Change is certain

Welcome to this week’s Reno News & Review.

Our Spanish Streetalk question a couple of weeks ago appears to have struck a chord around town.

Interesting. I can’t say that I’m all that surprised, though. Any time a newspaper does something without prior promotion, day-of-publication explanation and post-publication analysis, it’ll likely generate some phone calls and letters. Truth be told, purely predictable newspapers are pretty boring to me (and probably to you, too).

I’m not at all conflicted about the “issue.” I’ll tell you, on a metaphorical level, we were saying there is a lot of conversation on the streets of Reno that happens in Spanish. What’s so threatening about that? Our country’s founders had every opportunity to make America an English-only country but created the First Amendment to allow for freedom of speech. What is more fundamental to speech than the language it is spoken in? America is supposed to enjoy the richness of language, right?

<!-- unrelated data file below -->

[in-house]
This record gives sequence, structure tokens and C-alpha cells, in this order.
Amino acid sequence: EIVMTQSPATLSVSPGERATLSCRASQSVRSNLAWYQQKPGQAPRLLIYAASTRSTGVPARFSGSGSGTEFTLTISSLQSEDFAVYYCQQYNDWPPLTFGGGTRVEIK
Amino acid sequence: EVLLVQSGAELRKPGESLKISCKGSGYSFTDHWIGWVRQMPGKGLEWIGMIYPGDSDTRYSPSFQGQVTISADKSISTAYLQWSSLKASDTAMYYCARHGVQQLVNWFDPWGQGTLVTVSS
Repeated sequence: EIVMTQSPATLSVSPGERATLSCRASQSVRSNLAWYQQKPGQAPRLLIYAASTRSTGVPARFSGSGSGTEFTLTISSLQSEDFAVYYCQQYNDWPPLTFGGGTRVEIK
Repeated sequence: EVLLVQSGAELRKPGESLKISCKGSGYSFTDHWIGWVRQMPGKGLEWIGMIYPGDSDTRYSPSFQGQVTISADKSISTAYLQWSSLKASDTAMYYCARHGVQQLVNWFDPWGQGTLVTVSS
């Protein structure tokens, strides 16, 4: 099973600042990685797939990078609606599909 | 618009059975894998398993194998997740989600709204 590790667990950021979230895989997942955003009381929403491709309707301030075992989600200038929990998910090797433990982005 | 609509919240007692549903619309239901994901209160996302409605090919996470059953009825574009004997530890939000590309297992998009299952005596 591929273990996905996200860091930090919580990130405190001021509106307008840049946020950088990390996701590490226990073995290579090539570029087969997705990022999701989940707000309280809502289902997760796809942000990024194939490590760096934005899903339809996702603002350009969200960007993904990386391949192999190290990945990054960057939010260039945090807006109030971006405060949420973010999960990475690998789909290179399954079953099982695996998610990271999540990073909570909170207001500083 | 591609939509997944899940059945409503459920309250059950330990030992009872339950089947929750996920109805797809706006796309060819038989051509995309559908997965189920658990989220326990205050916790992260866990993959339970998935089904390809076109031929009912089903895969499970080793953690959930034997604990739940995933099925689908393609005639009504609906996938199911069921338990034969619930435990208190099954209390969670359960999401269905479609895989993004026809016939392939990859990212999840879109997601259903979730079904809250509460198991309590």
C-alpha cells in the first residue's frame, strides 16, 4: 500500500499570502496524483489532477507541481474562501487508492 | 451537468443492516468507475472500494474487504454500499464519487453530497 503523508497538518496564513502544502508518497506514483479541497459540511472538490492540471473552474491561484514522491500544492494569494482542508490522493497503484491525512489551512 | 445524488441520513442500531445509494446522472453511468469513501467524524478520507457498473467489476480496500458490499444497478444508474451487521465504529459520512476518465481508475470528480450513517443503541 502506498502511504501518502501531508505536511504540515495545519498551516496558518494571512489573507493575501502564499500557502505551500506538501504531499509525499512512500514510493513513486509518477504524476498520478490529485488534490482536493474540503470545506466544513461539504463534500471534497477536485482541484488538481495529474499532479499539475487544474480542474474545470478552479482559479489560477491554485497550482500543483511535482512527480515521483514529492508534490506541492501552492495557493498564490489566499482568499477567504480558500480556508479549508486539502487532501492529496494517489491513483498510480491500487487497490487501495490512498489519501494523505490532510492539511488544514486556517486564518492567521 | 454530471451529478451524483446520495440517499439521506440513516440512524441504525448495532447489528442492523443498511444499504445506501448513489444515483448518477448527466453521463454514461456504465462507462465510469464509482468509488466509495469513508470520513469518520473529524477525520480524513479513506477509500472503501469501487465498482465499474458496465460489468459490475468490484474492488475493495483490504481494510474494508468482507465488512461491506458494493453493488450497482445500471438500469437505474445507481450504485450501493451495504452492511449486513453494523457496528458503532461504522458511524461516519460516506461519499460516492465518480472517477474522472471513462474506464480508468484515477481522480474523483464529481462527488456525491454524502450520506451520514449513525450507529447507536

Well, a few of our readers explained the threat to me. They (and this is my interpretation of what was said to me) believe that the Spanish-language Streetalk is one more symptom that their world is changing without their permission. I don’t know what to say to those people because I think they are right. Can you imagine what it might feel like to be elderly and unable to communicate with the people around you? What if you were in an emergency room?

I understand the fear, but I don’t really understand some of the response. “I am never going to read the RN&R again,” doesn’t strike me as a very logical reaction. Why would folks forbid themselves all the relevant news and perspective, just because a few words weren’t relevant? The bottom line isn’t that they want to keep this newspaper for themselves, they want to forbid any part of it to others. By publishing Streetalk in Spanish, they believe we somehow legitimized not speaking English. And that made us part of the threat.